This section covers the southern half of the Carretera Austral of Chile, what may be the best consistent cycling of the whole trip. Nearly all dirt, no traffic (especially due to the general strike going on!), unpredictable weather, great company in the form of an international group of long-distance cyclists, changing landscapes, rivers and lakes everywhere, and finally, endless snow-capped mountains and glaciers...
heading out of Coihaique in great weather, we ran into roadblocks due to the general strike going on in Aysén, the 11th region of Chile. Luckily we were able to pass with our bikes.
this part of Chile is notable for some not-very-Chilean customs, such as wearing berets and drinking mate (see the cartoon cow above), which are generally associated with Argentinians. This is due to immigration of Argentinian campesinos over a century ago...
here is a typical estancia (hacienda) of the region. Note how dry the land is compared to other parts of the Carretera Austral we have ridden through.
sheep-raising, for wool and meat, has historically been THE economy for Patagonia
here we are entering the Cerro Castillo area
red fox seen on the road
Cerro Castillo (translates as Castle Mountain), in perfect weather, towering above the landscape
near Cerro Castillo, we ran into yet another roadblock. Here Jeff is chatting with Beatriz, a Chilean activist and tour guide who lived many years in Switzerland and has returned to Chile to tackle pressing social and environmental issues. She is explaining the nature of the strike, which covers issues from rising gas and energy costs to lack of doctor and hospital access, to poor road maintenance and construction, to fighting a very outrageous plan to build a series of dams and powerlines to transport power to Santiago, the distant capital city.
...more images of the striking Cerro Castillo...
...late afternoon saw gorgeous landscapes in this area...
... the following morning we started up the Rio Ibañez...
lovely dirt road through the forest
a shrine to San Sebastian
this country is rugged, remote, and strikingly beautiful
as well as wet, as we often rode with rain panchos
... some local constructions...
Cat loving the riding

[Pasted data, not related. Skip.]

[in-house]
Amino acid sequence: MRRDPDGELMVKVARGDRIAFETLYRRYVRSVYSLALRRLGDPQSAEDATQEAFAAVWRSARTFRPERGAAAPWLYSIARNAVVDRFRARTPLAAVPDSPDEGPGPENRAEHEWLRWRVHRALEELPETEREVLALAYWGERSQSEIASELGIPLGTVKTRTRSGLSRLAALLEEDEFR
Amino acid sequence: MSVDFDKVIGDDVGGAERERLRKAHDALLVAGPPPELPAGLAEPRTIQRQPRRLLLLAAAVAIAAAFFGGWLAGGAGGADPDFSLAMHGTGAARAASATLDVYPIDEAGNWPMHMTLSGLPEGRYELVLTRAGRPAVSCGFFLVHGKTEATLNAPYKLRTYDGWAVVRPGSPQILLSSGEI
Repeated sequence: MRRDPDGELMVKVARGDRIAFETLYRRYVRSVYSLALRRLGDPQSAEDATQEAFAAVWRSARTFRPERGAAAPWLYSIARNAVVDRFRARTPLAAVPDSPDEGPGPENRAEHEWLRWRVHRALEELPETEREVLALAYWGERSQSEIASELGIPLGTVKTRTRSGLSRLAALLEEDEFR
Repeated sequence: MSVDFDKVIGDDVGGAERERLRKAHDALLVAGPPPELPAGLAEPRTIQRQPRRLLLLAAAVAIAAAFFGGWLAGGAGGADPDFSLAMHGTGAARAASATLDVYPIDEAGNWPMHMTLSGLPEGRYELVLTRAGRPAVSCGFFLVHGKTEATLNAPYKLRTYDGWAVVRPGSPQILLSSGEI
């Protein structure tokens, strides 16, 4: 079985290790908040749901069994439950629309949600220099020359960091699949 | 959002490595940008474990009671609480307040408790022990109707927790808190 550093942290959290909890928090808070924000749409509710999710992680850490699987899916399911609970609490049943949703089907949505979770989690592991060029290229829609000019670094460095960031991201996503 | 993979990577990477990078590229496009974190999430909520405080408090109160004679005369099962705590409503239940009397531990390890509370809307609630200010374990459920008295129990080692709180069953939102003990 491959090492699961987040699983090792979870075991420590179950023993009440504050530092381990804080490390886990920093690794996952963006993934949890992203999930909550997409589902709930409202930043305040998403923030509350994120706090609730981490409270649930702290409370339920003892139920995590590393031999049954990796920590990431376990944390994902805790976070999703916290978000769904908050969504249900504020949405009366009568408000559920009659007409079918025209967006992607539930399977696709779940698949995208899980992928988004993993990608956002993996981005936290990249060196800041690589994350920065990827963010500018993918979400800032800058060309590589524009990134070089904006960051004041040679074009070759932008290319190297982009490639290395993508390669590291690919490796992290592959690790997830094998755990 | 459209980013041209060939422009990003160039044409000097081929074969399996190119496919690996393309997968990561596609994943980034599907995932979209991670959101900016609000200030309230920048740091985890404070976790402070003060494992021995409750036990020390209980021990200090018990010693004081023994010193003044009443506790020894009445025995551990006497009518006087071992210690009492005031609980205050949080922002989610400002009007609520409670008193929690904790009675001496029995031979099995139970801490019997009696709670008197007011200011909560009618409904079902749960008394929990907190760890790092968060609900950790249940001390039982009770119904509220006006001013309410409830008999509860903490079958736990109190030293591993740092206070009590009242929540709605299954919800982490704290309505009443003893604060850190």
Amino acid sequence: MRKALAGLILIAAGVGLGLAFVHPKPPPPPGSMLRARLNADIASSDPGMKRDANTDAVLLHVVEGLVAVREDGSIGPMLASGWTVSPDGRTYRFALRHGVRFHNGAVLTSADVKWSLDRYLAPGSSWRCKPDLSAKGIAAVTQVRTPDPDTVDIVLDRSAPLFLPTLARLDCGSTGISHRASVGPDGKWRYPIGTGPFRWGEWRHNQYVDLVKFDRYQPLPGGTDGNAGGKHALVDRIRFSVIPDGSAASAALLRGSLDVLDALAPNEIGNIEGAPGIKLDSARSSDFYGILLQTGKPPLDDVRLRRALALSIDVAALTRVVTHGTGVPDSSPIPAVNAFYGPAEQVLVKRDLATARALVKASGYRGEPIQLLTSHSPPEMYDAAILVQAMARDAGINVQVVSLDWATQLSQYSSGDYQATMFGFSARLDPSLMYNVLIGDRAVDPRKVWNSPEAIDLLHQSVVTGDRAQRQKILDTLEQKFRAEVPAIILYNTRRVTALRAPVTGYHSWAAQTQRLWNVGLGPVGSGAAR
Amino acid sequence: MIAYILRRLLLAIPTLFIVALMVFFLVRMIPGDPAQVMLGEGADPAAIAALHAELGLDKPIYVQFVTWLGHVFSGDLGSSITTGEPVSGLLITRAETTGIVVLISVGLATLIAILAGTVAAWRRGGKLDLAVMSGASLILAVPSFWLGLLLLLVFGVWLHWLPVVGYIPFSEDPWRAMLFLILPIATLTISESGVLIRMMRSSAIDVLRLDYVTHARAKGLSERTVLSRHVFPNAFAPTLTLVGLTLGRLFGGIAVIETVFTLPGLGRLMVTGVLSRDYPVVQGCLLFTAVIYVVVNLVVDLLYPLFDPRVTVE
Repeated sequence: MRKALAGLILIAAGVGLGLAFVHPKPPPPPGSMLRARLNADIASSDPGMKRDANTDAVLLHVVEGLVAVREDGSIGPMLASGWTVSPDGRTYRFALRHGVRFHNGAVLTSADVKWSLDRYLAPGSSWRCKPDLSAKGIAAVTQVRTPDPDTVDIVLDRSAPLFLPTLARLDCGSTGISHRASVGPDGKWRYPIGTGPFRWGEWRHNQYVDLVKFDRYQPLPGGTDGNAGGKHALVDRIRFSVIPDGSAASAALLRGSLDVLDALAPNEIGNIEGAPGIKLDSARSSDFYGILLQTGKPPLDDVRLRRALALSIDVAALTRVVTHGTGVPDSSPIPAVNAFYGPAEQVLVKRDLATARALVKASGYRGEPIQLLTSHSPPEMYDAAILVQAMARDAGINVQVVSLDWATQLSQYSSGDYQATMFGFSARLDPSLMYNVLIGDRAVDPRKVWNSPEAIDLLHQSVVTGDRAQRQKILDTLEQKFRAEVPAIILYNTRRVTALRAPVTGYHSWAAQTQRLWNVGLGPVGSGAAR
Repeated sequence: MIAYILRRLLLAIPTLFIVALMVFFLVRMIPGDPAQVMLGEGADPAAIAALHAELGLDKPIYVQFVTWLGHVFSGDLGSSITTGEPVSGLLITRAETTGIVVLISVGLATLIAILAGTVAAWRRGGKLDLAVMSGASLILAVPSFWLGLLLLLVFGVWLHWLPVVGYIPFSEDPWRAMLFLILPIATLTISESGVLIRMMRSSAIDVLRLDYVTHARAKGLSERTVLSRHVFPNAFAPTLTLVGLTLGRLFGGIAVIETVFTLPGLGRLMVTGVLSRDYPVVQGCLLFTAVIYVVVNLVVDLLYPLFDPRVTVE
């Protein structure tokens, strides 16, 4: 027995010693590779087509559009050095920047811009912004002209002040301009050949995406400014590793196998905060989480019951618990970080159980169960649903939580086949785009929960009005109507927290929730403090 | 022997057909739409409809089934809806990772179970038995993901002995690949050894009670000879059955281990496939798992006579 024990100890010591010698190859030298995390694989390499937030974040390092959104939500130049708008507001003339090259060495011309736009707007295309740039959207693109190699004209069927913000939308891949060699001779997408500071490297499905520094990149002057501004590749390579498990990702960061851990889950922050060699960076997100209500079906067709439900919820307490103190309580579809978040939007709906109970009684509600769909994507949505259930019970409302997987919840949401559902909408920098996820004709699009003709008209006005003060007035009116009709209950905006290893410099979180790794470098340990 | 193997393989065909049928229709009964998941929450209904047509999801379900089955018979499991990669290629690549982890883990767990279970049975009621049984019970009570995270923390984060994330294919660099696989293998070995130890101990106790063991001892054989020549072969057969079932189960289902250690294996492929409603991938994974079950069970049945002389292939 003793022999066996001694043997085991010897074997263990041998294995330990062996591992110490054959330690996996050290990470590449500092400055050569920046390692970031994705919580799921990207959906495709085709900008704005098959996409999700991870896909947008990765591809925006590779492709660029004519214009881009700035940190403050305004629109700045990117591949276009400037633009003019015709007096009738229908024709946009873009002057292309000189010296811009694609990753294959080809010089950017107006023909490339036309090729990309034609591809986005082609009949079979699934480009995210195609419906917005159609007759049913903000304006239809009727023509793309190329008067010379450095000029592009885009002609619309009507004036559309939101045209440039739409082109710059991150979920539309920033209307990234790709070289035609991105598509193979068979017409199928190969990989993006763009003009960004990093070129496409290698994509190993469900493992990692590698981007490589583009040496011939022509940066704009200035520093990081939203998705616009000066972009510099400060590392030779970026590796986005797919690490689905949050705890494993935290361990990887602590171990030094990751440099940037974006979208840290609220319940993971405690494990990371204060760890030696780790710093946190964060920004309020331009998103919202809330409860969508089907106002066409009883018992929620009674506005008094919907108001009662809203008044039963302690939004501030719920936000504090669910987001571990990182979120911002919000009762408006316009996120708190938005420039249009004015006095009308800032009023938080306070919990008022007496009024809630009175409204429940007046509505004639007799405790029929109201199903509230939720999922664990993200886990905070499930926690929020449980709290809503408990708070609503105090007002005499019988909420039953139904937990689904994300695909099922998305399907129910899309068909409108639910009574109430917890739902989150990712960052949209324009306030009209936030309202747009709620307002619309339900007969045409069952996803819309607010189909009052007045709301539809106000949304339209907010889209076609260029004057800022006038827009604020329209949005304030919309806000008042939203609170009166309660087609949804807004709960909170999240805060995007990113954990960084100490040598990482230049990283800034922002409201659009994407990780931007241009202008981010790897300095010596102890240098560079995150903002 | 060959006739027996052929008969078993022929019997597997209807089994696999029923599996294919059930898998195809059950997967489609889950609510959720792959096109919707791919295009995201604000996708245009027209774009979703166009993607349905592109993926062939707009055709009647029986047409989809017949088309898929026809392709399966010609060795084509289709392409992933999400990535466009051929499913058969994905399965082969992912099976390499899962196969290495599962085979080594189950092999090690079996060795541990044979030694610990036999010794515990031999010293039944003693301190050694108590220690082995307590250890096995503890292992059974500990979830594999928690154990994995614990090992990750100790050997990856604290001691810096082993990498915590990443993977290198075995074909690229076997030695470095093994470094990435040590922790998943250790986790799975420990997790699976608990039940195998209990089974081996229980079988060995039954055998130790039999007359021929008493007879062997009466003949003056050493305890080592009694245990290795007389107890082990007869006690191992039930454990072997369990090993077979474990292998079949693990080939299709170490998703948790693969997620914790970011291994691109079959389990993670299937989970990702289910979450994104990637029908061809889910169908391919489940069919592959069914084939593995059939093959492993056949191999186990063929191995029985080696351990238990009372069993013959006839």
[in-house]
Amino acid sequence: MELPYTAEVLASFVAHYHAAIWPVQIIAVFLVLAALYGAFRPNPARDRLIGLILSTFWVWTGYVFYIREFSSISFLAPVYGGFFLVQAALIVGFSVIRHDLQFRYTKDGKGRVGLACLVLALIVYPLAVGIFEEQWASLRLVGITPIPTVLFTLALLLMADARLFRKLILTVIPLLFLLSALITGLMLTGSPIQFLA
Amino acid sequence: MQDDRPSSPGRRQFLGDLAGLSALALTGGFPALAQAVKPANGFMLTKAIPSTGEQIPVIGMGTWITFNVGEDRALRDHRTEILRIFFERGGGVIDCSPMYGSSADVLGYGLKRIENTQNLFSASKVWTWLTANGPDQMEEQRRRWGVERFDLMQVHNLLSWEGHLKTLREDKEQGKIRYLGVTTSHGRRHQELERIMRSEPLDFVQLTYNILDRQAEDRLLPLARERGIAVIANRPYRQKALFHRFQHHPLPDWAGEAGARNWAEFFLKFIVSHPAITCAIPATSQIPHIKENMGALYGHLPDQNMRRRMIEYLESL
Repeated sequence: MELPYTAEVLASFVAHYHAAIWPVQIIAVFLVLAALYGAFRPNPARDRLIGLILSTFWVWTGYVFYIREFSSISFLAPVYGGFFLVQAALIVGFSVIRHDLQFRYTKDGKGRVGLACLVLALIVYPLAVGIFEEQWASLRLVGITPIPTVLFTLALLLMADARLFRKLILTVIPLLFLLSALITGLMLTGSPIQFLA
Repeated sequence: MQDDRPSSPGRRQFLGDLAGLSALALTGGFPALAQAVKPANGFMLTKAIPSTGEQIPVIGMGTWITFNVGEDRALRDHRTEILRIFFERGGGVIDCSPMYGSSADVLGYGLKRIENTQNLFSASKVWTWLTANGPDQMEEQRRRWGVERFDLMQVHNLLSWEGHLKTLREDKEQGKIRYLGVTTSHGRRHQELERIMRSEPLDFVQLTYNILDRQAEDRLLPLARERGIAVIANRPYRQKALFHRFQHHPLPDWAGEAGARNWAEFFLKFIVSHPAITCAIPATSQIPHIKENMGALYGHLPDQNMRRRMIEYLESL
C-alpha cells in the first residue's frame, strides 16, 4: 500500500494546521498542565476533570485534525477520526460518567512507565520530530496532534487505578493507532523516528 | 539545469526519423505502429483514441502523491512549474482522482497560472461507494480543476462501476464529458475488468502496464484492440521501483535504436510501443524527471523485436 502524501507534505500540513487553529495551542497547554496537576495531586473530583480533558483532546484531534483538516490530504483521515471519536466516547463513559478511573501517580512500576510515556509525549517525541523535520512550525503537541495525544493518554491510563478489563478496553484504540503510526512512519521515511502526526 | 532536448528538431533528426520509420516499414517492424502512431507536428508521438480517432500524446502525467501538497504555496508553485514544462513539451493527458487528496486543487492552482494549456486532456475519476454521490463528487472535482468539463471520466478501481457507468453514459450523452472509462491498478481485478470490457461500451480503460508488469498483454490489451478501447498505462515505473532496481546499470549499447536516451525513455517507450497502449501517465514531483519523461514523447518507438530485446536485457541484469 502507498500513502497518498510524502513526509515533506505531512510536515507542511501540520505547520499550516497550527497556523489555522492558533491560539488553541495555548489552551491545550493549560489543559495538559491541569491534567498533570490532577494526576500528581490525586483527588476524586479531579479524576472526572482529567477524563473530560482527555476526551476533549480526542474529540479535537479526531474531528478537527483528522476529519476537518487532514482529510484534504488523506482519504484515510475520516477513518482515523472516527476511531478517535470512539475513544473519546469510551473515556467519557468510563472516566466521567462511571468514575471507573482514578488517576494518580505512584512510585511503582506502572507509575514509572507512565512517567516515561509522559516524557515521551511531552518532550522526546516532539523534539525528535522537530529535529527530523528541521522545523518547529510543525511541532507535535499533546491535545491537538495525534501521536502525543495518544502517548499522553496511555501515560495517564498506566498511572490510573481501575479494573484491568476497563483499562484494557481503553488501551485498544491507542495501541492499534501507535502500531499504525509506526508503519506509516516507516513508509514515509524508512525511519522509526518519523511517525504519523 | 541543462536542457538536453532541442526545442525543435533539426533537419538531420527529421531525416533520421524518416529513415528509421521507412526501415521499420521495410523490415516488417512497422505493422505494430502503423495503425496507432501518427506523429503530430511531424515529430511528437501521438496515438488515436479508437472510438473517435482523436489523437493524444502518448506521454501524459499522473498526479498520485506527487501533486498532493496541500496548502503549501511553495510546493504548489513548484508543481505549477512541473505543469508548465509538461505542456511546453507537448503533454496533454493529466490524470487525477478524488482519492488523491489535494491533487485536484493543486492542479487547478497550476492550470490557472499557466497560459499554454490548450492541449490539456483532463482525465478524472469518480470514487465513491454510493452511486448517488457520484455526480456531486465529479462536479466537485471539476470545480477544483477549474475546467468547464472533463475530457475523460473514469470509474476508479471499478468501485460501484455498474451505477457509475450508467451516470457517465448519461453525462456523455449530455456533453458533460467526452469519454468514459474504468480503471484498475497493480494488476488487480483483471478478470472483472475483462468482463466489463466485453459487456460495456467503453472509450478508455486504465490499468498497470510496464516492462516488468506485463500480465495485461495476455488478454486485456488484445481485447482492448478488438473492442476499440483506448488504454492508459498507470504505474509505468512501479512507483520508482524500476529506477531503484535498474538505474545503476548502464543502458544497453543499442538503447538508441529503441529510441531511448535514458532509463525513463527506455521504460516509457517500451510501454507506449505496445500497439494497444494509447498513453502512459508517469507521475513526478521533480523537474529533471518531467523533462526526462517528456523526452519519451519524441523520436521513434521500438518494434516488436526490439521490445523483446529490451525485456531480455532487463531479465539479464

we saw plenty of these in the inhabited parts
not a bad place to draw your drinking water
now along Lago General Carrera, biggest lake in Chile and second-largest in South America
...Greg gets spiritual in a roadside cabin we appropriated for the night...
this guy is riding his horse to town since there is no fuel for his truck (due to the strike, of course)
some anti-dam propaganda at the entrance to Puerto Rio Tranquilo. "Our rivers are much more than just electrical energy. Patagonia Without Dams!!"
more roadblocking at the entrance to Rio Tranquilo. some folks are camped out here in frigid weather... any hitchhikers and travellers in this area have been doomed and immobilized by the strike. Glad to be on bikes!
the shocking cordillera rising up behind Lago General Carrera
Tom giving it hard on the hills around the lake
Patagonian pygmy owl seen along this stretch
Black-Necked Swans on Lago General Carrera
marking our progress along the Carretera Austral
Lago Bertrand, another in a series of gorgeous lakes
roadside abandoned cabin. We found an open window, and made ourselves at home for two days.
the tax statement from 4 years previous.
Jeff in the frigid waters of Lago Bertrand
in the cabin we used the wood stove to cook and heat water, and jammed lots of music
the peaks backing Lago Bertrand
note the color of the water on Rio Baker
Tom topping out a climb backed by magnificent peaks
Patagonian wild rose, the hips of which we have been making infusions with recently
near the confluence of Rio Baker and Rio Neff. This whole area slated to be inundated by huge stagnant reservoirs if the Aysén Hydroelectric Plan goes through.
heading towards Cochrane now
... at the entrance to Cochrane, the last settlement of any real size (30000 people) as we head south along the Carretera Austral... they don't appear to favor the Aysén Hydro Plan...
"Cochrane Without Dams: Let's protect our communities and our cultural identity"